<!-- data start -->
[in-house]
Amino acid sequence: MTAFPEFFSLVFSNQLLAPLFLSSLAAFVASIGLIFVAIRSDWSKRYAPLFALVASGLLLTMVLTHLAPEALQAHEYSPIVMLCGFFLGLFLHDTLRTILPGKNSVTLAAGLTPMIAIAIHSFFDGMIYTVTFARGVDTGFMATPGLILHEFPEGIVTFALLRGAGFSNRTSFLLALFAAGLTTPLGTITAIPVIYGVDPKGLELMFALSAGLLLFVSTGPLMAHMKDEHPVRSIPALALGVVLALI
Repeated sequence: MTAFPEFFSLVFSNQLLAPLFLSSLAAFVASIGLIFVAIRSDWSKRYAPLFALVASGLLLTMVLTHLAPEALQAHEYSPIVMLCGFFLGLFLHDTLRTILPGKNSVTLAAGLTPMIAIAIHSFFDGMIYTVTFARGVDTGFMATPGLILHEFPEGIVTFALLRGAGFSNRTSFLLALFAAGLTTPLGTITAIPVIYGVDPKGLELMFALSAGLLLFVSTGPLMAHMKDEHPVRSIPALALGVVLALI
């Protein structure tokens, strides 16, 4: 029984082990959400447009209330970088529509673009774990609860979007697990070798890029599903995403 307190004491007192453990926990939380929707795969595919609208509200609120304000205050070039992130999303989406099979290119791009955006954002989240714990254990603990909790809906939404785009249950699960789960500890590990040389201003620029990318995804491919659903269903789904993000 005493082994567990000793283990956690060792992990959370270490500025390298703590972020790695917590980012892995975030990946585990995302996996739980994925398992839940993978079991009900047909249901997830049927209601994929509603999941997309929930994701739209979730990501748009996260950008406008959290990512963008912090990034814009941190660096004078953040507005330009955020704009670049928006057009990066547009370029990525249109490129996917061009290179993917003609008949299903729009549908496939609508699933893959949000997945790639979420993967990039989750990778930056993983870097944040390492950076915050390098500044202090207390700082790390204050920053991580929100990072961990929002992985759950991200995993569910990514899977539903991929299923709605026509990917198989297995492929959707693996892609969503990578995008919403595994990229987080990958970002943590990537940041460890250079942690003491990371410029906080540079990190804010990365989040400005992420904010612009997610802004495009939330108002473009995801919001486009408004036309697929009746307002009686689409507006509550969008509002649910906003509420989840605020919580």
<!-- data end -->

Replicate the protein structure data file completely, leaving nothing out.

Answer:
[in-house]
Amino acid sequence: MTAFPEFFSLVFSNQLLAPLFLSSLAAFVASIGLIFVAIRSDWSKRYAPLFALVASGLLLTMVLTHLAPEALQAHEYSPIVMLCGFFLGLFLHDTLRTILPGKNSVTLAAGLTPMIAIAIHSFFDGMIYTVTFARGVDTGFMATPGLILHEFPEGIVTFALLRGAGFSNRTSFLLALFAAGLTTPLGTITAIPVIYGVDPKGLELMFALSAGLLLFVSTGPLMAHMKDEHPVRSIPALALGVVLALI
Repeated sequence: MTAFPEFFSLVFSNQLLAPLFLSSLAAFVASIGLIFVAIRSDWSKRYAPLFALVASGLLLTMVLTHLAPEALQAHEYSPIVMLCGFFLGLFLHDTLRTILPGKNSVTLAAGLTPMIAIAIHSFFDGMIYTVTFARGVDTGFMATPGLILHEFPEGIVTFALLRGAGFSNRTSFLLALFAAGLTTPLGTITAIPVIYGVDPKGLELMFALSAGLLLFVSTGPLMAHMKDEHPVRSIPALALGVVLALI
């Protein structure tokens, strides 16, 4: 029984082990959400447009209330970088529509673009774990609860979007697990070798890029599903995403 307190004491007192453990926990939380929707795969595919609208509200609120304000205050070039992130999303989406099979290119791009955006954002989240714990254990603990909790809906939404785009249950699960789960500890590990040389201003620029990318995804491919659903269903789904993000 005493082994567990000793283990956690060792992990959370270490500025390298703590972020790695917590980012892995975030990946585990995302996996739980994925398992839940993978079991009900047909249901997830049927209601994929509603999941997309929930994701739209979730990501748009996260950008406008959290990512963008912090990034814009941190660096004078953040507005330009955020704009670049928006057009990066547009370029990525249109490129996917061009290179993917003609008949299903729009549908496939609508699933893959949000997945790639979420993967990039989750990778930056993983870097944040390492950076915050390098500044202090207390700082790390204050920053991580929100990072961990929002992985759950991200995993569910990514899977539903991929299923709605026509990917198989297995492929959707693996892609969503990578995008919403595994990229987080990958970002943590990537940041460890250079942690003491990371410029906080540079990190804010990365989040400005992420904010612009997610802004495009939330108002473009995801919001486009408004036309697929009746307002009686689409507006509550969008509002649910906003509420989840605020919580």